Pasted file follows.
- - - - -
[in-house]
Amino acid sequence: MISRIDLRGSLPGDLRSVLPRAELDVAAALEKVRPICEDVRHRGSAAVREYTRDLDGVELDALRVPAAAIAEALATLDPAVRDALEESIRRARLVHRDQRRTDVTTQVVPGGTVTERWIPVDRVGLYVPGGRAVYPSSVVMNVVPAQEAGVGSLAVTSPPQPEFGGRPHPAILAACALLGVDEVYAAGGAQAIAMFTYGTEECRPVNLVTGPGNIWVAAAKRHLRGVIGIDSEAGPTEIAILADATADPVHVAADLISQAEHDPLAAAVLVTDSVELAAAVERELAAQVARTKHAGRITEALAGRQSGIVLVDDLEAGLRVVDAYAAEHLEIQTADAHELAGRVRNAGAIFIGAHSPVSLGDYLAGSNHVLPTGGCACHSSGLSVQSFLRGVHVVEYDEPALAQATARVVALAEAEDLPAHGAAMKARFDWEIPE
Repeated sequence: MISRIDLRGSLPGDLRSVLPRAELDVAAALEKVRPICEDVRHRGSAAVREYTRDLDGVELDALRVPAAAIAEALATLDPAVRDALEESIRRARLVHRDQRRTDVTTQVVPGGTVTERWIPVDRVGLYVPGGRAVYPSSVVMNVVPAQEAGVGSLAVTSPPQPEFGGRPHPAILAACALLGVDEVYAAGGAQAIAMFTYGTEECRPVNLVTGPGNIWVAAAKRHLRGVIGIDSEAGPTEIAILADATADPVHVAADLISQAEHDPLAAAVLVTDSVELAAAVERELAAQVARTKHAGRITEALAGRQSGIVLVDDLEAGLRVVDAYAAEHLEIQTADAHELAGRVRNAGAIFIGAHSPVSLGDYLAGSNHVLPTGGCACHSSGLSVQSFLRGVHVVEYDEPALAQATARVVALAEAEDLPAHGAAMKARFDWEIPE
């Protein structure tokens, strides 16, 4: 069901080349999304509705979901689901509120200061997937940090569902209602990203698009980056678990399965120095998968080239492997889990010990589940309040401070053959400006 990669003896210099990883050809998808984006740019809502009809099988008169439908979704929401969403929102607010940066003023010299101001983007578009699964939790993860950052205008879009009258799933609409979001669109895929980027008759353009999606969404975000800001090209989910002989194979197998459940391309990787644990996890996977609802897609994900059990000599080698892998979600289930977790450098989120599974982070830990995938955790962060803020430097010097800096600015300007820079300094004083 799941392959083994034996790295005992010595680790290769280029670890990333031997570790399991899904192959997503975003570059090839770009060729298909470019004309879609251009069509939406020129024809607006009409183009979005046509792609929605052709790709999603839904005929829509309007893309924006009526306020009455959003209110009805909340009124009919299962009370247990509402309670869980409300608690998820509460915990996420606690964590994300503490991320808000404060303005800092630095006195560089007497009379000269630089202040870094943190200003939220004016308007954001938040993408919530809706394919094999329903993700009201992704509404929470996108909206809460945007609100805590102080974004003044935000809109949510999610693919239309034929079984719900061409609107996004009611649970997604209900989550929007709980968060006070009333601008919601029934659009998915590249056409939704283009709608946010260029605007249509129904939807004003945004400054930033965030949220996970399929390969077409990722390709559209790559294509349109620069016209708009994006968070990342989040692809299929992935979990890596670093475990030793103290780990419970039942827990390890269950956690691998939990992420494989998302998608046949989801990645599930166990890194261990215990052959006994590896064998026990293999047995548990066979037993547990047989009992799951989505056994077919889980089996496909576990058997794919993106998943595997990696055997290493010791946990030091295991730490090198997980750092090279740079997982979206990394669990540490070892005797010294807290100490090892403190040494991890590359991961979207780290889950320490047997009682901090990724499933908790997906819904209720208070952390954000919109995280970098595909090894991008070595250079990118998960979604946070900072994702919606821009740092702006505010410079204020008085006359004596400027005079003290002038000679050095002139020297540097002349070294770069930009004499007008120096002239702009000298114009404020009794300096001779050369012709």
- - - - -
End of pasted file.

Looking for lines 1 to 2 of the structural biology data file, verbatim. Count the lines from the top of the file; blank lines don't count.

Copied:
[in-house]
Amino acid sequence: MISRIDLRGSLPGDLRSVLPRAELDVAAALEKVRPICEDVRHRGSAAVREYTRDLDGVELDALRVPAAAIAEALATLDPAVRDALEESIRRARLVHRDQRRTDVTTQVVPGGTVTERWIPVDRVGLYVPGGRAVYPSSVVMNVVPAQEAGVGSLAVTSPPQPEFGGRPHPAILAACALLGVDEVYAAGGAQAIAMFTYGTEECRPVNLVTGPGNIWVAAAKRHLRGVIGIDSEAGPTEIAILADATADPVHVAADLISQAEHDPLAAAVLVTDSVELAAAVERELAAQVARTKHAGRITEALAGRQSGIVLVDDLEAGLRVVDAYAAEHLEIQTADAHELAGRVRNAGAIFIGAHSPVSLGDYLAGSNHVLPTGGCACHSSGLSVQSFLRGVHVVEYDEPALAQATARVVALAEAEDLPAHGAAMKARFDWEIPE